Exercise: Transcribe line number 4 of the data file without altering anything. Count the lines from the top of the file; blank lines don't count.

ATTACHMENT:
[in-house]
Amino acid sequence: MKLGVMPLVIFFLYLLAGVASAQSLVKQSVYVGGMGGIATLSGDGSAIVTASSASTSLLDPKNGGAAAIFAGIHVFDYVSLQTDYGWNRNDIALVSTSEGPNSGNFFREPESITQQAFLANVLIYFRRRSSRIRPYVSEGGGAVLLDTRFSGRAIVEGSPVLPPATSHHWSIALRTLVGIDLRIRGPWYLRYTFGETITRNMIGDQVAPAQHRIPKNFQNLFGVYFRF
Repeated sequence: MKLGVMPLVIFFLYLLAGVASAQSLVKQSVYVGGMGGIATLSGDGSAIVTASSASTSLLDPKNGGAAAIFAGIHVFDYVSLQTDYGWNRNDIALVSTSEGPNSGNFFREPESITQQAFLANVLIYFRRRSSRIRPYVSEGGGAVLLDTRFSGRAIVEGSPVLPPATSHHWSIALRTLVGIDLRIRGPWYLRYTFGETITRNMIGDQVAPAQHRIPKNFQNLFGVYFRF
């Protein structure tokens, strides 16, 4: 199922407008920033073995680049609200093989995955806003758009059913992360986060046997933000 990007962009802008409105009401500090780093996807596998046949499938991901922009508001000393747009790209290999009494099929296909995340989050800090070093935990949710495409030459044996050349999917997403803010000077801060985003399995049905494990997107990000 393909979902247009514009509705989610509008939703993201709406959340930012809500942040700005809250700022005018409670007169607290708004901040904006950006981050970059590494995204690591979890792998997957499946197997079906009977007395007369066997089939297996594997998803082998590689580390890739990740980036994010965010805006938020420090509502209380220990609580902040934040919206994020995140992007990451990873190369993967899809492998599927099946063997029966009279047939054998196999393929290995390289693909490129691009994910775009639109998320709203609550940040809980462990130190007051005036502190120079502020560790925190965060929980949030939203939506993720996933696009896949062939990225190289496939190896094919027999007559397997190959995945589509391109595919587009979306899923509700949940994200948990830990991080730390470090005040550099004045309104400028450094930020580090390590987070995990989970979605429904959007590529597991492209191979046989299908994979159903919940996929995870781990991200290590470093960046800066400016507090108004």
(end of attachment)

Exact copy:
């Protein structure tokens, strides 16, 4: 199922407008920033073995680049609200093989995955806003758009059913992360986060046997933000 990007962009802008409105009401500090780093996807596998046949499938991901922009508001000393747009790209290999009494099929296909995340989050800090070093935990949710495409030459044996050349999917997403803010000077801060985003399995049905494990997107990000 393909979902247009514009509705989610509008939703993201709406959340930012809500942040700005809250700022005018409670007169607290708004901040904006950006981050970059590494995204690591979890792998997957499946197997079906009977007395007369066997089939297996594997998803082998590689580390890739990740980036994010965010805006938020420090509502209380220990609580902040934040919206994020995140992007990451990873190369993967899809492998599927099946063997029966009279047939054998196999393929290995390289693909490129691009994910775009639109998320709203609550940040809980462990130190007051005036502190120079502020560790925190965060929980949030939203939506993720996933696009896949062939990225190289496939190896094919027999007559397997190959995945589509391109595919587009979306899923509700949940994200948990830990991080730390470090005040550099004045309104400028450094930020580090390590987070995990989970979605429904959007590529597991492209191979046989299908994979159903919940996929995870781990991200290590470093960046800066400016507090108004």